This has led to a rather fevered “something must be done” atmosphere and in these days of wild claims and desperate communities and even more desperate politicians, people are reaching for whatever seems like it might be an answer.

    Over the past few weeks this has led to clarion calls for wide scale dredging.  As Richard Benyon points out in his thoughtful piece in the Guardian, if you were to follow the logic of the calls being made in Somerset, then 1/4 of GDP would need to be allocated to dredging alone.  Clearly bonkers. http://www.theguardian.com/commentisfree/2014/feb/13/beware-politicians-pretending-armchair-hydrologists?CMP=twt_gu.

    Dredging is not the silver bullet answer some seem to believe it can be.  It will make a small difference in some areas, but in these sort of flood events, the river channel is such a small proportion of the overall flood volume, that the difference it can make during these events is negligible.  In some cases it will make things worse, getting water off farm land and into downstream communities more quickly.  The intention of flood defence is to use flood plains to hold water until it can be safely channeled through urban areas and other bottle necks; providing the best protection for life and property.  Dredging is of most benefit to farmers, as it helps get water of farm land more quickly, but this can be to the disadvantage of rural and urban areas downstream; you then have the hoary question of who controls the pumps.

    Flood defence planning is really complex and I don’t pretend to be an expert, but I do have some personal knowledge from land management projects in the Severn catchment.  What that taught me is that any solution needs to be catchment wide and needs to balance social, economic and environmental interests.  Mark Avery http://networkedblogs.com/TSaRl raises another interesting notion about the current floods response, i.e., that local people can come up with the solution.  Sadly, there is no silver bullet here either, the big society is simply not big enough – flood planning requires catchment wide planning, at least; it requires enormous technical resources and huge investment.  Flood defence is simply not an area where local community-based solutions can be relied upon.  This isn’t because community-led solutions are inherently bad; its just that what is needed here requires significant technical expertise, considerable public funds and has interconnected effects over wide areas.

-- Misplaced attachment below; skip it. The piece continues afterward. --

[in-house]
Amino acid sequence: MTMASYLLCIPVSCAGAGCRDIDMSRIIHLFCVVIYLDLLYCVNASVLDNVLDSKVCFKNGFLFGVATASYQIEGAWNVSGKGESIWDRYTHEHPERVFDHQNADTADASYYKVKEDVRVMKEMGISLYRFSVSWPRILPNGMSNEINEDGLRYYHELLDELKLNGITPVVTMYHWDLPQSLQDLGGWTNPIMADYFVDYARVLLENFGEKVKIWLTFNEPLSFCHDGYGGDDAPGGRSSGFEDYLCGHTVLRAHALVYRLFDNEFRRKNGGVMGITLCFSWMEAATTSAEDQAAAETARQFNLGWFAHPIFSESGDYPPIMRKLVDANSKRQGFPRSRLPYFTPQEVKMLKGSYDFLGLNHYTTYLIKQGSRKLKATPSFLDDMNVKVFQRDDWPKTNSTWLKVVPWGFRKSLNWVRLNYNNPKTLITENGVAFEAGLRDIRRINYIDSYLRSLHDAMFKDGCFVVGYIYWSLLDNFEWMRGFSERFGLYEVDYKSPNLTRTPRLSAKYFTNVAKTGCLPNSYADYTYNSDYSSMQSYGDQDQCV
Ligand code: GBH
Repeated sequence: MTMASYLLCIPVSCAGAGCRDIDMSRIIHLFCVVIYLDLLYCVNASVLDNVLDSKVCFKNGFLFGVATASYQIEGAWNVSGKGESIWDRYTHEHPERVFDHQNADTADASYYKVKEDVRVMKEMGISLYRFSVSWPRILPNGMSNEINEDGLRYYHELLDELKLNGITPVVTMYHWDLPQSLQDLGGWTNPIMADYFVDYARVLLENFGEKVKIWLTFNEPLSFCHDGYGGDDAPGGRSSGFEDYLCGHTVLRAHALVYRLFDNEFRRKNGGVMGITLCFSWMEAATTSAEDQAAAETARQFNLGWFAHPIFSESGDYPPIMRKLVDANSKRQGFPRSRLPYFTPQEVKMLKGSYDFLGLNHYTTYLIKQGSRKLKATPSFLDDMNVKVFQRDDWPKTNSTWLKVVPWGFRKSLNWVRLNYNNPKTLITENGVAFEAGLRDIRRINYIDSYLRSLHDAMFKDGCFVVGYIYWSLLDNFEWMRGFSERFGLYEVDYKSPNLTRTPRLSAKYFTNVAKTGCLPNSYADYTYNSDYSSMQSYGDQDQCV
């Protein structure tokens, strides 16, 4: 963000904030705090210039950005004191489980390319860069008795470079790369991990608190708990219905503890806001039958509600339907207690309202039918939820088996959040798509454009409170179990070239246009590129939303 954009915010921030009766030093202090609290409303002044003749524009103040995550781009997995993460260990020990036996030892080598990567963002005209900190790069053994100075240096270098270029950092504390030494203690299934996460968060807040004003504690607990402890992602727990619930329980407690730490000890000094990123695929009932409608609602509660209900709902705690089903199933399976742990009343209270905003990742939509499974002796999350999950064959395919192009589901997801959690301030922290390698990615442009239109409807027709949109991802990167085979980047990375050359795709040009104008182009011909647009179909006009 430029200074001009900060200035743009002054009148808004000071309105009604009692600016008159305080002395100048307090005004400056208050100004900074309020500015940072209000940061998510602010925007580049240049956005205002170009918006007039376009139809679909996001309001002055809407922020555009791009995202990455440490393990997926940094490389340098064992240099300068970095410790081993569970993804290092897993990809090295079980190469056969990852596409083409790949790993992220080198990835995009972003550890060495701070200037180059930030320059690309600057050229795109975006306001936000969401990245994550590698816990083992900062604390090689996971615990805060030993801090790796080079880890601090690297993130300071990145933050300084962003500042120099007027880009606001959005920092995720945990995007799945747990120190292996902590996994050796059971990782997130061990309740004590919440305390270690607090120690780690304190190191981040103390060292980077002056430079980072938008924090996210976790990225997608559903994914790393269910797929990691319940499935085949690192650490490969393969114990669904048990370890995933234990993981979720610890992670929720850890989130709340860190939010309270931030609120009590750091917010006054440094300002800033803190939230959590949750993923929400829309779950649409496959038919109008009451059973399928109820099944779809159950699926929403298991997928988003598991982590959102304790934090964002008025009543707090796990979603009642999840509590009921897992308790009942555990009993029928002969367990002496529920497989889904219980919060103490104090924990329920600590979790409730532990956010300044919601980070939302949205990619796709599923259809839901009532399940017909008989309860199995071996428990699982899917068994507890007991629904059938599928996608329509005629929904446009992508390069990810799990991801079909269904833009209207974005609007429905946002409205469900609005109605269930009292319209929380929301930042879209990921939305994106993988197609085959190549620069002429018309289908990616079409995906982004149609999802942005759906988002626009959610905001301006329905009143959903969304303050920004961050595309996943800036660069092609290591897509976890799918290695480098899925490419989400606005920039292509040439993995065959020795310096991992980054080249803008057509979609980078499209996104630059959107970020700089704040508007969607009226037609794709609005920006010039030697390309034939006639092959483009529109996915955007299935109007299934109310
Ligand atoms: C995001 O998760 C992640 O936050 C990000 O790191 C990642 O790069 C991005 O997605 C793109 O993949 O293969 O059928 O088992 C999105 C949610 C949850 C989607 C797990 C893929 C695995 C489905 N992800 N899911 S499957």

Our current flood defences have evolved over millennia and they are carefully calibrated on all those centuries of experience and great technical expertise.  The weather is changing and the defences and our management of them will need to be re-evaluated to ensure they remain fit for purpose.